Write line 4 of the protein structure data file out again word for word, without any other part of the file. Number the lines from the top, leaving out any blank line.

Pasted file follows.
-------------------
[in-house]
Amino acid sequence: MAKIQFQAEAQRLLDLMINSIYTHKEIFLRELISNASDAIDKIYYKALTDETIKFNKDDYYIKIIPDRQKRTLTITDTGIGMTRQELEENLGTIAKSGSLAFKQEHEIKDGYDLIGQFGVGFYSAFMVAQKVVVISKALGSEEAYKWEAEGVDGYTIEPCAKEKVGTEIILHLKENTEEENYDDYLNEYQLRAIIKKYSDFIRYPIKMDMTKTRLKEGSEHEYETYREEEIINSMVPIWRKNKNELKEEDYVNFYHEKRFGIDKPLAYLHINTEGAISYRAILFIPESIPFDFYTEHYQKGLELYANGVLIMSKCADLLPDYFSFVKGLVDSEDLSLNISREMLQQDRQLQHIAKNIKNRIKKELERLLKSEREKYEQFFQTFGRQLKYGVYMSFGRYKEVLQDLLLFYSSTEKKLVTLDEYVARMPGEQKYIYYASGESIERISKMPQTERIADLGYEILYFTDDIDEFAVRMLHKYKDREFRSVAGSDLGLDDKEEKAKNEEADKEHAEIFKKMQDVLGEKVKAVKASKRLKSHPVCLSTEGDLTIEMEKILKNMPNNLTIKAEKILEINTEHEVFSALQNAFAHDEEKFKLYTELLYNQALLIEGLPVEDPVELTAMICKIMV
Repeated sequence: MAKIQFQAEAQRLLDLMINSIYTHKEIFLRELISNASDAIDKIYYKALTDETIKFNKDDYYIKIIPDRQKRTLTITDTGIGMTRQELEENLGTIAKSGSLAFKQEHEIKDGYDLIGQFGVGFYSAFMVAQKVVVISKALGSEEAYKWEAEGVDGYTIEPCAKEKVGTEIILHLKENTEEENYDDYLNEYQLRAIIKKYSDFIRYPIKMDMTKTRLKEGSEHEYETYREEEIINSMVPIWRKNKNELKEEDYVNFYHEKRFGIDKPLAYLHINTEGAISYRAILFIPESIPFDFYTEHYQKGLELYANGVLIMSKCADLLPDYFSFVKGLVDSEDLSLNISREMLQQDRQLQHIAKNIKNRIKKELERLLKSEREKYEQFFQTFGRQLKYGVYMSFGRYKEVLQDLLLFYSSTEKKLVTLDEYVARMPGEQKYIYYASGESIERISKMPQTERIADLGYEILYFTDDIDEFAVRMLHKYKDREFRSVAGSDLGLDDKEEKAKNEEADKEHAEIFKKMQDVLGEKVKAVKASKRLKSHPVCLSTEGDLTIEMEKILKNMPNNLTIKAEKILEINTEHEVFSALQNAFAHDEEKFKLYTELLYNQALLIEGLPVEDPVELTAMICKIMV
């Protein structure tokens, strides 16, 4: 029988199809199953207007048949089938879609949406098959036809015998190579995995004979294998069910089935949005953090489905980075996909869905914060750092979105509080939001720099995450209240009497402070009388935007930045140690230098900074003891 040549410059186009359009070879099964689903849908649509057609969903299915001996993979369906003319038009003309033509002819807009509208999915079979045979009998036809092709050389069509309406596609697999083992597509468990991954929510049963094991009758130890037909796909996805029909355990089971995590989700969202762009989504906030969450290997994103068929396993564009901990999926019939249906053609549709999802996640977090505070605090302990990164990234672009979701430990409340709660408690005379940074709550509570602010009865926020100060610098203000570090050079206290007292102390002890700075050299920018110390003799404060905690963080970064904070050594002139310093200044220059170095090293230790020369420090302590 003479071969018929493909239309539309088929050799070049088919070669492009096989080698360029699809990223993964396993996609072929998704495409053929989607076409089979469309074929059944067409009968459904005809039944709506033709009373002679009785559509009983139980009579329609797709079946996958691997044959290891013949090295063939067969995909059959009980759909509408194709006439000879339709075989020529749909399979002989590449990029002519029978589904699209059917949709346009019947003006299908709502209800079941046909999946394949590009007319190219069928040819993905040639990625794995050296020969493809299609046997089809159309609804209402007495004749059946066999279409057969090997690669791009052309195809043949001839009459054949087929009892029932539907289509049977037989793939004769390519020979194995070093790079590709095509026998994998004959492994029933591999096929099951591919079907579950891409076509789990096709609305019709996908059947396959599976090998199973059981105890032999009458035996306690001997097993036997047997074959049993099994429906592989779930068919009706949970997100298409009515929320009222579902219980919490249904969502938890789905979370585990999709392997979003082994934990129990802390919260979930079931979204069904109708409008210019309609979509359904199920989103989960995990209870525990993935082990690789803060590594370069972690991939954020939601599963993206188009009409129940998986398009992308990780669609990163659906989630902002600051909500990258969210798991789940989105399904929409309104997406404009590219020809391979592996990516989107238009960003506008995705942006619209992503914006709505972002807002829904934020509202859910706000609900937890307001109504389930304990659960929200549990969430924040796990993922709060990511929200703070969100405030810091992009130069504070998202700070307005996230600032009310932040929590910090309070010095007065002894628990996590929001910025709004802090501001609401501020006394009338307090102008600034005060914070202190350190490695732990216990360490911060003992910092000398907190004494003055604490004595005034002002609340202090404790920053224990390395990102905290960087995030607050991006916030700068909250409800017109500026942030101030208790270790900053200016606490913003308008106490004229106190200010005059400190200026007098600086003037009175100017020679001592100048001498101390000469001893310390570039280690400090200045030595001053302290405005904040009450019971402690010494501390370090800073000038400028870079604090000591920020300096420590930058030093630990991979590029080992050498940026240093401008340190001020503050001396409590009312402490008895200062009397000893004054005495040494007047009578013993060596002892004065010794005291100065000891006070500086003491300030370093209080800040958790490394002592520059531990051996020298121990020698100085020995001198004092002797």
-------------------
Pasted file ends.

């Protein structure tokens, strides 16, 4: 029988199809199953207007048949089938879609949406098959036809015998190579995995004979294998069910089935949005953090489905980075996909869905914060750092979105509080939001720099995450209240009497402070009388935007930045140690230098900074003891 040549410059186009359009070879099964689903849908649509057609969903299915001996993979369906003319038009003309033509002819807009509208999915079979045979009998036809092709050389069509309406596609697999083992597509468990991954929510049963094991009758130890037909796909996805029909355990089971995590989700969202762009989504906030969450290997994103068929396993564009901990999926019939249906053609549709999802996640977090505070605090302990990164990234672009979701430990409340709660408690005379940074709550509570602010009865926020100060610098203000570090050079206290007292102390002890700075050299920018110390003799404060905690963080970064904070050594002139310093200044220059170095090293230790020369420090302590 003479071969018929493909239309539309088929050799070049088919070669492009096989080698360029699809990223993964396993996609072929998704495409053929989607076409089979469309074929059944067409009968459904005809039944709506033709009373002679009785559509009983139980009579329609797709079946996958691997044959290891013949090295063939067969995909059959009980759909509408194709006439000879339709075989020529749909399979002989590449990029002519029978589904699209059917949709346009019947003006299908709502209800079941046909999946394949590009007319190219069928040819993905040639990625794995050296020969493809299609046997089809159309609804209402007495004749059946066999279409057969090997690669791009052309195809043949001839009459054949087929009892029932539907289509049977037989793939004769390519020979194995070093790079590709095509026998994998004959492994029933591999096929099951591919079907579950891409076509789990096709609305019709996908059947396959599976090998199973059981105890032999009458035996306690001997097993036997047997074959049993099994429906592989779930068919009706949970997100298409009515929320009222579902219980919490249904969502938890789905979370585990999709392997979003082994934990129990802390919260979930079931979204069904109708409008210019309609979509359904199920989103989960995990209870525990993935082990690789803060590594370069972690991939954020939601599963993206188009009409129940998986398009992308990780669609990163659906989630902002600051909500990258969210798991789940989105399904929409309104997406404009590219020809391979592996990516989107238009960003506008995705942006619209992503914006709505972002807002829904934020509202859910706000609900937890307001109504389930304990659960929200549990969430924040796990993922709060990511929200703070969100405030810091992009130069504070998202700070307005996230600032009310932040929590910090309070010095007065002894628990996590929001910025709004802090501001609401501020006394009338307090102008600034005060914070202190350190490695732990216990360490911060003992910092000398907190004494003055604490004595005034002002609340202090404790920053224990390395990102905290960087995030607050991006916030700068909250409800017109500026942030101030208790270790900053200016606490913003308008106490004229106190200010005059400190200026007098600086003037009175100017020679001592100048001498101390000469001893310390570039280690400090200045030595001053302290405005904040009450019971402690010494501390370090800073000038400028870079604090000591920020300096420590930058030093630990991979590029080992050498940026240093401008340190001020503050001396409590009312402490008895200062009397000893004054005495040494007047009578013993060596002892004065010794005291100065000891006070500086003491300030370093209080800040958790490394002592520059531990051996020298121990020698100085020995001198004092002797």